CARACAS, Wednesday April 01, 2009 | Update
Norwegian expeditionary Roald Amundsen reached the South Pole 36 days in advance to the British mission headed by Robert Scott. Another explorer, US Hiram Bingham, found the ruins of the Inca city of Machu Picchu inside the Peruvian jungle. The theft of Leonardo Da Vinci's Mona Lisa from the Louvre Museum on August 21st astounded the world. The La Gioconda portrait was found two years later in Florence. The Moroccan city of Agadir is the backdrop of an impasse among Germany, France and England
Norwegian Roald Amundsen (left), the head of the first expedition that reached the South Pole, and Lieutenant Undahl pose for the picture outside a cabin (Photo: AP)
Roald Amundsen, a Norwegian expeditionary, arrived in the
South Pole on December 14th, 1911, along with four of his
expedition fellows. They became the first human beings who
reached the austral milestone.
However, this was a sour success for the adventurers, because their original goal had been the North Pole.
When US Robert Peary overtook them in 1909, Amundsen headed instead for the South Seas to hoist the Norwegian flag in the southernmost point on the planet.
They walked almost 3,000 kilometers for four months throughout the Antarctic to make it. Experts claimed that they were so well equipped that they even gained weight. One hundred dogs were trained to pull the heavy sleighs.
Another explorer, British Robert Scott, also joined the venture, but arrived at the finish line 36 days later, on January 1912, and died on his way back.
1911 is also the year of a third explorer, US Hiram Bingham, who found the Inca city of Machu Picchu in the Peruvian jungle. Bingham, a teacher of History at the renowned Yale University, searched for years the last capital city of the Inca Empire, Vilcabamba the Great; therefore, the discovery of the fortress was quite a surprise. The metropolis of more than 3,000 stairs, with temples built with stones which fit together with pinpoint accuracy and without using mortars, was abandoned and in ruins when the mission arrived. However, irrigation and water storage worked and there were traces of the terrace sowing system.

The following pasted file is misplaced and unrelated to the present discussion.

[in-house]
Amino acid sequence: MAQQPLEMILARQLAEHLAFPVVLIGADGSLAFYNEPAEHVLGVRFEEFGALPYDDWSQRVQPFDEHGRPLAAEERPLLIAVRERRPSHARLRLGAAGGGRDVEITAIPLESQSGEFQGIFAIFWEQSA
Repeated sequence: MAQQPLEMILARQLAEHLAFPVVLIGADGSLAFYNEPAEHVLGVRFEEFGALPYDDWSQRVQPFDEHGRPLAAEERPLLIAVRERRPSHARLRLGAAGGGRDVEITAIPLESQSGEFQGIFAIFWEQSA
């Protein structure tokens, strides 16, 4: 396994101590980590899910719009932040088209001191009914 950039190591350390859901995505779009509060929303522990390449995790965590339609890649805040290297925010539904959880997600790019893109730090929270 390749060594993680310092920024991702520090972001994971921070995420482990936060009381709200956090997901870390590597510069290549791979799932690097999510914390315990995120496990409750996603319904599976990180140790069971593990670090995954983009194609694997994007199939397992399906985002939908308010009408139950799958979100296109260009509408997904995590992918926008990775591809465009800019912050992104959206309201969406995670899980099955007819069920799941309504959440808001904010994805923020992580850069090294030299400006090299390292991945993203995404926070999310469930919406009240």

Other salient news in the year was the theft of Leonardo Da Vinci's Mona Lisa on August 21st from the Louvre Museum. French poet Guillaume Apollinaire was accused of being the perpetrator and was shortly detained. However, Italian painter Vincenzo Pemgie was found in possession of La Gioconda two years later in Florence, on December 1913. The painter intended to return the work to the city where the portrait's author was born.
The Moroccan city of Agadir filled the headlines of world major newspapers for being the backdrop of an impasse among Germany, France and England for a share of power in Morocco. After 151 days of tensions, Kaiser William waived his ambition on Morocco in exchange of about 150 square kilometers in the French Congo. Another African colony, Libya, changed hands; formerly part of the Ottoman Empire, it would be managed by Italy.
George V became emperor of India. He was presented a crown valued at 60,000 pounds.
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